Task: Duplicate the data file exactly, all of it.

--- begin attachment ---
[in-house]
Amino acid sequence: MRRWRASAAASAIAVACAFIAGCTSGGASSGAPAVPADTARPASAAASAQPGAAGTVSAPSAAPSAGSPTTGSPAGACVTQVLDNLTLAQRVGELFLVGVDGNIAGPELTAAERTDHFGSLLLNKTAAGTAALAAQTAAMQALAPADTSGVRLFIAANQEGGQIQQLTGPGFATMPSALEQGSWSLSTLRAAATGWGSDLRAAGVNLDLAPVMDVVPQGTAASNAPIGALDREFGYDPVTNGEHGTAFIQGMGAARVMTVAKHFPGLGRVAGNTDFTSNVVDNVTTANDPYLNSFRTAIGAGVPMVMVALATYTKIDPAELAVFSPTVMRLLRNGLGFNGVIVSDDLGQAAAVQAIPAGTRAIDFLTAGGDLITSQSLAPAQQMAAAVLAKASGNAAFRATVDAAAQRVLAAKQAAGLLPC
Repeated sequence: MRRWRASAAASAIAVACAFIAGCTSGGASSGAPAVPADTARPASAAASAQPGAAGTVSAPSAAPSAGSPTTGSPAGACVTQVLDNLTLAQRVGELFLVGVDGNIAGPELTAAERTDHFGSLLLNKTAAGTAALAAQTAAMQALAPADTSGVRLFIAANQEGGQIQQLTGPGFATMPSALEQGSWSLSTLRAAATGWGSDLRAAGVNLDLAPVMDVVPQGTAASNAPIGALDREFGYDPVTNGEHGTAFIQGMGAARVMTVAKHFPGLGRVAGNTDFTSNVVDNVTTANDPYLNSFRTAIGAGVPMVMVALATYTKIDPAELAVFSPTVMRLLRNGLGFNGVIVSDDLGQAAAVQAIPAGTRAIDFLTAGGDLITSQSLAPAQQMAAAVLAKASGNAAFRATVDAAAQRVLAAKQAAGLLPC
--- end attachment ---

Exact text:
[in-house]
Amino acid sequence: MRRWRASAAASAIAVACAFIAGCTSGGASSGAPAVPADTARPASAAASAQPGAAGTVSAPSAAPSAGSPTTGSPAGACVTQVLDNLTLAQRVGELFLVGVDGNIAGPELTAAERTDHFGSLLLNKTAAGTAALAAQTAAMQALAPADTSGVRLFIAANQEGGQIQQLTGPGFATMPSALEQGSWSLSTLRAAATGWGSDLRAAGVNLDLAPVMDVVPQGTAASNAPIGALDREFGYDPVTNGEHGTAFIQGMGAARVMTVAKHFPGLGRVAGNTDFTSNVVDNVTTANDPYLNSFRTAIGAGVPMVMVALATYTKIDPAELAVFSPTVMRLLRNGLGFNGVIVSDDLGQAAAVQAIPAGTRAIDFLTAGGDLITSQSLAPAQQMAAAVLAKASGNAAFRATVDAAAQRVLAAKQAAGLLPC
Repeated sequence: MRRWRASAAASAIAVACAFIAGCTSGGASSGAPAVPADTARPASAAASAQPGAAGTVSAPSAAPSAGSPTTGSPAGACVTQVLDNLTLAQRVGELFLVGVDGNIAGPELTAAERTDHFGSLLLNKTAAGTAALAAQTAAMQALAPADTSGVRLFIAANQEGGQIQQLTGPGFATMPSALEQGSWSLSTLRAAATGWGSDLRAAGVNLDLAPVMDVVPQGTAASNAPIGALDREFGYDPVTNGEHGTAFIQGMGAARVMTVAKHFPGLGRVAGNTDFTSNVVDNVTTANDPYLNSFRTAIGAGVPMVMVALATYTKIDPAELAVFSPTVMRLLRNGLGFNGVIVSDDLGQAAAVQAIPAGTRAIDFLTAGGDLITSQSLAPAQQMAAAVLAKASGNAAFRATVDAAAQRVLAAKQAAGLLPC